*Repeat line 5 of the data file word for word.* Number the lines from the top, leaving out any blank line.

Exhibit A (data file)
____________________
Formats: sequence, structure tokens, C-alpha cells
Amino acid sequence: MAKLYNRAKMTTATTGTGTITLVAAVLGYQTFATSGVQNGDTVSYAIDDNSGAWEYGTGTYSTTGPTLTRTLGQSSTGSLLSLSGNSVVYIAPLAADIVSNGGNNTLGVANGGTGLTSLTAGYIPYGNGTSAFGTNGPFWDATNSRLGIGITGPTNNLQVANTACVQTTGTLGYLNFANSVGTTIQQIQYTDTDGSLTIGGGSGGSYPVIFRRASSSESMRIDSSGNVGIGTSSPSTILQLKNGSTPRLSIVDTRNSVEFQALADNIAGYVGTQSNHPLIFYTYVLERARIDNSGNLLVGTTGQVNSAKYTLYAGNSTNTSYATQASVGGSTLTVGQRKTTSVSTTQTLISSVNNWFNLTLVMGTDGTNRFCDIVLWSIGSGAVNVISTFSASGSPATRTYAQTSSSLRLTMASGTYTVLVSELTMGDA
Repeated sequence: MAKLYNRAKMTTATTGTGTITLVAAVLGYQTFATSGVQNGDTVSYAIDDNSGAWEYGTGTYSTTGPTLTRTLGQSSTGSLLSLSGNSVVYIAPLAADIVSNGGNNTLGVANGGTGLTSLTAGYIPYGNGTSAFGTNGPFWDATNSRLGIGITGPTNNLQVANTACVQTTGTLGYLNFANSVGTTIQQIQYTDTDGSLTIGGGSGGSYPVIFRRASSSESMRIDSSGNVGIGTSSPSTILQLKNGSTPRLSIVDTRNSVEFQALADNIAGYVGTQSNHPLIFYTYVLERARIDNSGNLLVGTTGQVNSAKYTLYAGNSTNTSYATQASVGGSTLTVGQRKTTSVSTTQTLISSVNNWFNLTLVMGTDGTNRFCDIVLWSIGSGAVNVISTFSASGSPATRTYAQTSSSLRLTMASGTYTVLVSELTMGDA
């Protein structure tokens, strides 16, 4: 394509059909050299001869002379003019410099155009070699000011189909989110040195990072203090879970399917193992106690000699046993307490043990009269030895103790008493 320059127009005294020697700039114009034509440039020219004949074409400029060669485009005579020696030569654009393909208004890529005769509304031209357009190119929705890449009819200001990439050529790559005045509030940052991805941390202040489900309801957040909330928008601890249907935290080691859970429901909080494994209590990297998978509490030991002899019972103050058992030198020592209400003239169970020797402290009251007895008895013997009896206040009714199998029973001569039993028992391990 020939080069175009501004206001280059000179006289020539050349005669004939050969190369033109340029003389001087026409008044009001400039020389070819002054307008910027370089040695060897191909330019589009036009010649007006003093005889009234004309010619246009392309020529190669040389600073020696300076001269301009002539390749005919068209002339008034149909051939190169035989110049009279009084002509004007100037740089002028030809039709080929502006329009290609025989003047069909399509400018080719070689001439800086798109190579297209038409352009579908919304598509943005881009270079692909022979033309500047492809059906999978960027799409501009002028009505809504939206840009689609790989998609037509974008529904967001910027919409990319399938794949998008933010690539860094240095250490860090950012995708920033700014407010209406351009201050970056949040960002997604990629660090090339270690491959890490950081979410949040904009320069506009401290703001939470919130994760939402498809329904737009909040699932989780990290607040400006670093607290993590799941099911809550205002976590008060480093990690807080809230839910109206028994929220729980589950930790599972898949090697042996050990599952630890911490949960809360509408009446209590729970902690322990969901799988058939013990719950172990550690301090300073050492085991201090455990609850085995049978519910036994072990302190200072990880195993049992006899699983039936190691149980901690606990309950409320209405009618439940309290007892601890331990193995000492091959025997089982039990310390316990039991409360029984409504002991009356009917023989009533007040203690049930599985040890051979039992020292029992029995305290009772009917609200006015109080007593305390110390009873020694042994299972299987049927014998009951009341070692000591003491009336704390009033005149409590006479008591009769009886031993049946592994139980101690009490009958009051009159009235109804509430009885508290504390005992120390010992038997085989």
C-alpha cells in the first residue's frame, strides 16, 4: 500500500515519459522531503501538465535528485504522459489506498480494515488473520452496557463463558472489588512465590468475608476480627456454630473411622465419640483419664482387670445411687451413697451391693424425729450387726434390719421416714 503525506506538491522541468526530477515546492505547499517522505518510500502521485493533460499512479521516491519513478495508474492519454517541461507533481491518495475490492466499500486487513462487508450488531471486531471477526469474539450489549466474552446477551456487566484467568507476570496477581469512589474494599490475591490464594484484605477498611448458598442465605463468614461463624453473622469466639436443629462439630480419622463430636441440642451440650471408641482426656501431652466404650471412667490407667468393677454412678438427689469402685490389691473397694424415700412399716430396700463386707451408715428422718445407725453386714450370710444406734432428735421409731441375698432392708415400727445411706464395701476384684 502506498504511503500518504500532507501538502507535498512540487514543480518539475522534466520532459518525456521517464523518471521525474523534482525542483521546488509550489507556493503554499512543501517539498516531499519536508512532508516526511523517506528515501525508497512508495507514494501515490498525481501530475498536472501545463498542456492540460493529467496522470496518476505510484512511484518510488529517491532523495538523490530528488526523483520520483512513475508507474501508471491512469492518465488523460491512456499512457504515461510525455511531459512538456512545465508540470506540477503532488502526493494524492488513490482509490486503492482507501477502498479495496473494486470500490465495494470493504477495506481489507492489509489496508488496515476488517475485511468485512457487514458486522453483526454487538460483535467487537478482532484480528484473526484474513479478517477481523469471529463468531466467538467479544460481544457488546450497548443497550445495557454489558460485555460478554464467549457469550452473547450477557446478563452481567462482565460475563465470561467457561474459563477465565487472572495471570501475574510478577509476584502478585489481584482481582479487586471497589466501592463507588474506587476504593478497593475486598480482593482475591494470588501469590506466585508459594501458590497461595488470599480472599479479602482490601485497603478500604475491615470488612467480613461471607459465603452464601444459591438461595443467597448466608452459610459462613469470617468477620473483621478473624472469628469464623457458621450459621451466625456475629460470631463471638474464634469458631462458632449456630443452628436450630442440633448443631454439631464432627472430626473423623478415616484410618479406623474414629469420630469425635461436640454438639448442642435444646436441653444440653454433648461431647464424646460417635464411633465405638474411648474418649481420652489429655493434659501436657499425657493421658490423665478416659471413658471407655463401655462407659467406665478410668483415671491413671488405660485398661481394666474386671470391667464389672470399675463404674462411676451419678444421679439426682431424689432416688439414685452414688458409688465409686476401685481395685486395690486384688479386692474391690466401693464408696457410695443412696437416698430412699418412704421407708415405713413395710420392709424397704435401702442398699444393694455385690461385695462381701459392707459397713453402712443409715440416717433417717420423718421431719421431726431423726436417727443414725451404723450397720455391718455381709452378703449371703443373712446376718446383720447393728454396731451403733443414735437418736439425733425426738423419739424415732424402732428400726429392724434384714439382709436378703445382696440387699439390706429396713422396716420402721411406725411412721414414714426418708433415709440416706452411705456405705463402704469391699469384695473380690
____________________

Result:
C-alpha cells in the first residue's frame, strides 16, 4: 500500500515519459522531503501538465535528485504522459489506498480494515488473520452496557463463558472489588512465590468475608476480627456454630473411622465419640483419664482387670445411687451413697451391693424425729450387726434390719421416714 503525506506538491522541468526530477515546492505547499517522505518510500502521485493533460499512479521516491519513478495508474492519454517541461507533481491518495475490492466499500486487513462487508450488531471486531471477526469474539450489549466474552446477551456487566484467568507476570496477581469512589474494599490475591490464594484484605477498611448458598442465605463468614461463624453473622469466639436443629462439630480419622463430636441440642451440650471408641482426656501431652466404650471412667490407667468393677454412678438427689469402685490389691473397694424415700412399716430396700463386707451408715428422718445407725453386714450370710444406734432428735421409731441375698432392708415400727445411706464395701476384684 502506498504511503500518504500532507501538502507535498512540487514543480518539475522534466520532459518525456521517464523518471521525474523534482525542483521546488509550489507556493503554499512543501517539498516531499519536508512532508516526511523517506528515501525508497512508495507514494501515490498525481501530475498536472501545463498542456492540460493529467496522470496518476505510484512511484518510488529517491532523495538523490530528488526523483520520483512513475508507474501508471491512469492518465488523460491512456499512457504515461510525455511531459512538456512545465508540470506540477503532488502526493494524492488513490482509490486503492482507501477502498479495496473494486470500490465495494470493504477495506481489507492489509489496508488496515476488517475485511468485512457487514458486522453483526454487538460483535467487537478482532484480528484473526484474513479478517477481523469471529463468531466467538467479544460481544457488546450497548443497550445495557454489558460485555460478554464467549457469550452473547450477557446478563452481567462482565460475563465470561467457561474459563477465565487472572495471570501475574510478577509476584502478585489481584482481582479487586471497589466501592463507588474506587476504593478497593475486598480482593482475591494470588501469590506466585508459594501458590497461595488470599480472599479479602482490601485497603478500604475491615470488612467480613461471607459465603452464601444459591438461595443467597448466608452459610459462613469470617468477620473483621478473624472469628469464623457458621450459621451466625456475629460470631463471638474464634469458631462458632449456630443452628436450630442440633448443631454439631464432627472430626473423623478415616484410618479406623474414629469420630469425635461436640454438639448442642435444646436441653444440653454433648461431647464424646460417635464411633465405638474411648474418649481420652489429655493434659501436657499425657493421658490423665478416659471413658471407655463401655462407659467406665478410668483415671491413671488405660485398661481394666474386671470391667464389672470399675463404674462411676451419678444421679439426682431424689432416688439414685452414688458409688465409686476401685481395685486395690486384688479386692474391690466401693464408696457410695443412696437416698430412699418412704421407708415405713413395710420392709424397704435401702442398699444393694455385690461385695462381701459392707459397713453402712443409715440416717433417717420423718421431719421431726431423726436417727443414725451404723450397720455391718455381709452378703449371703443373712446376718446383720447393728454396731451403733443414735437418736439425733425426738423419739424415732424402732428400726429392724434384714439382709436378703445382696440387699439390706429396713422396716420402721411406725411412721414414714426418708433415709440416706452411705456405705463402704469391699469384695473380690